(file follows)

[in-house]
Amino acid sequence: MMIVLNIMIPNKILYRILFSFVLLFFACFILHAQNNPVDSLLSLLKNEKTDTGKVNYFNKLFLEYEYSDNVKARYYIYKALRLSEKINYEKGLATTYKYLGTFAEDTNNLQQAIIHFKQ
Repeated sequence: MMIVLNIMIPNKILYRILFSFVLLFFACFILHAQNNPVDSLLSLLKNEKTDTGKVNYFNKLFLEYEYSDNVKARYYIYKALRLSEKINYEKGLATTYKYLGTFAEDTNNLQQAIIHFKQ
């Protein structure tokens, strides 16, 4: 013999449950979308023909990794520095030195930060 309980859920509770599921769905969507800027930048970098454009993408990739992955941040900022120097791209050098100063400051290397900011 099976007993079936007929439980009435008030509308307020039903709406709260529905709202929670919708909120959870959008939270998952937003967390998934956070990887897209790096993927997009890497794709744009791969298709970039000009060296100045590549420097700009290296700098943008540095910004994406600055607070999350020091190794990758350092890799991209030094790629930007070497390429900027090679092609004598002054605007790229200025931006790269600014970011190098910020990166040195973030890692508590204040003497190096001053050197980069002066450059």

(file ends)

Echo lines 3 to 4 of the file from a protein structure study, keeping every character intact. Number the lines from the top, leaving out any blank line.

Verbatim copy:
Repeated sequence: MMIVLNIMIPNKILYRILFSFVLLFFACFILHAQNNPVDSLLSLLKNEKTDTGKVNYFNKLFLEYEYSDNVKARYYIYKALRLSEKINYEKGLATTYKYLGTFAEDTNNLQQAIIHFKQ
């Protein structure tokens, strides 16, 4: 013999449950979308023909990794520095030195930060 309980859920509770599921769905969507800027930048970098454009993408990739992955941040900022120097791209050098100063400051290397900011 099976007993079936007929439980009435008030509308307020039903709406709260529905709202929670919708909120959870959008939270998952937003967390998934956070990887897209790096993927997009890497794709744009791969298709970039000009060296100045590549420097700009290296700098943008540095910004994406600055607070999350020091190794990758350092890799991209030094790629930007070497390429900027090679092609004598002054605007790229200025931006790269600014970011190098910020990166040195973030890692508590204040003497190096001053050197980069002066450059």